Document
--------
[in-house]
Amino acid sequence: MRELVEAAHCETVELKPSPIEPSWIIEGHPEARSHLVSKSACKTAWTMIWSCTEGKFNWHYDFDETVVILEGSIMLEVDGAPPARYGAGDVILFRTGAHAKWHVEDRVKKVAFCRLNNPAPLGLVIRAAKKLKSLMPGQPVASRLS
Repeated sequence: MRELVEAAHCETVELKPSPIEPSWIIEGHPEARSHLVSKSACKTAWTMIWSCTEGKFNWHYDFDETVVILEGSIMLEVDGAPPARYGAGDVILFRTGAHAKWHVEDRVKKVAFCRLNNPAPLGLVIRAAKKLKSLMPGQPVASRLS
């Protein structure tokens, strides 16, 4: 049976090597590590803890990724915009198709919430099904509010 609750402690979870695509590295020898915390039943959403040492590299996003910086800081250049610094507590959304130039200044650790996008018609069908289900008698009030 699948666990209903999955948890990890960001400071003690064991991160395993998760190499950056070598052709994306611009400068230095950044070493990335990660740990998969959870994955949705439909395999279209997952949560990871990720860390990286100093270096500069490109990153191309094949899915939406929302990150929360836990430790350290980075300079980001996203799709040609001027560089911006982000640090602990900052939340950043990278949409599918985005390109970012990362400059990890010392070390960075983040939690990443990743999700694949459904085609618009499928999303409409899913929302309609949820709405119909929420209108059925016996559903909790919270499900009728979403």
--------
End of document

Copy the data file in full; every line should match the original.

[in-house]
Amino acid sequence: MRELVEAAHCETVELKPSPIEPSWIIEGHPEARSHLVSKSACKTAWTMIWSCTEGKFNWHYDFDETVVILEGSIMLEVDGAPPARYGAGDVILFRTGAHAKWHVEDRVKKVAFCRLNNPAPLGLVIRAAKKLKSLMPGQPVASRLS
Repeated sequence: MRELVEAAHCETVELKPSPIEPSWIIEGHPEARSHLVSKSACKTAWTMIWSCTEGKFNWHYDFDETVVILEGSIMLEVDGAPPARYGAGDVILFRTGAHAKWHVEDRVKKVAFCRLNNPAPLGLVIRAAKKLKSLMPGQPVASRLS
């Protein structure tokens, strides 16, 4: 049976090597590590803890990724915009198709919430099904509010 609750402690979870695509590295020898915390039943959403040492590299996003910086800081250049610094507590959304130039200044650790996008018609069908289900008698009030 699948666990209903999955948890990890960001400071003690064991991160395993998760190499950056070598052709994306611009400068230095950044070493990335990660740990998969959870994955949705439909395999279209997952949560990871990720860390990286100093270096500069490109990153191309094949899915939406929302990150929360836990430790350290980075300079980001996203799709040609001027560089911006982000640090602990900052939340950043990278949409599918985005390109970012990362400059990890010392070390960075983040939690990443990743999700694949459904085609618009499928999303409409899913929302309609949820709405119909929420209108059925016996559903909790919270499900009728979403």